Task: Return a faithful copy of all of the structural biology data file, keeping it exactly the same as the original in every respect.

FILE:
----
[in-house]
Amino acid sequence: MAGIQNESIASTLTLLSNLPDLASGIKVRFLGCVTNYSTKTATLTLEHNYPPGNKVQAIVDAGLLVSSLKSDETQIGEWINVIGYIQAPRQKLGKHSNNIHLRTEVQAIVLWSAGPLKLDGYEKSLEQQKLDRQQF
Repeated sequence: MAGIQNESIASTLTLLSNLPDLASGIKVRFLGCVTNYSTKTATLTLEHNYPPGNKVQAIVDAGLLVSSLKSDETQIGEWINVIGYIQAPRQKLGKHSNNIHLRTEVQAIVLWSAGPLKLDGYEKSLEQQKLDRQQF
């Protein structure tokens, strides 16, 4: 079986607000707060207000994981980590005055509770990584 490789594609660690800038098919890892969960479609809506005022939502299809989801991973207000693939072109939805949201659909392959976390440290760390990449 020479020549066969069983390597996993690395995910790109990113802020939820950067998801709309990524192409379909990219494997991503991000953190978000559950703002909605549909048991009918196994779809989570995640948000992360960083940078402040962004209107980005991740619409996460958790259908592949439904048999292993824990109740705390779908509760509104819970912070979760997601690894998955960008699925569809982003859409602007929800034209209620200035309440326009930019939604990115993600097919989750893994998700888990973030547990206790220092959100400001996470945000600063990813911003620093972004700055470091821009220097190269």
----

[in-house]
Amino acid sequence: MAGIQNESIASTLTLLSNLPDLASGIKVRFLGCVTNYSTKTATLTLEHNYPPGNKVQAIVDAGLLVSSLKSDETQIGEWINVIGYIQAPRQKLGKHSNNIHLRTEVQAIVLWSAGPLKLDGYEKSLEQQKLDRQQF
Repeated sequence: MAGIQNESIASTLTLLSNLPDLASGIKVRFLGCVTNYSTKTATLTLEHNYPPGNKVQAIVDAGLLVSSLKSDETQIGEWINVIGYIQAPRQKLGKHSNNIHLRTEVQAIVLWSAGPLKLDGYEKSLEQQKLDRQQF
């Protein structure tokens, strides 16, 4: 079986607000707060207000994981980590005055509770990584 490789594609660690800038098919890892969960479609809506005022939502299809989801991973207000693939072109939805949201659909392959976390440290760390990449 020479020549066969069983390597996993690395995910790109990113802020939820950067998801709309990524192409379909990219494997991503991000953190978000559950703002909605549909048991009918196994779809989570995640948000992360960083940078402040962004209107980005991740619409996460958790259908592949439904048999292993824990109740705390779908509760509104819970912070979760997601690894998955960008699925569809982003859409602007929800034209209620200035309440326009930019939604990115993600097919989750893994998700888990973030547990206790220092959100400001996470945000600063990813911003620093972004700055470091821009220097190269």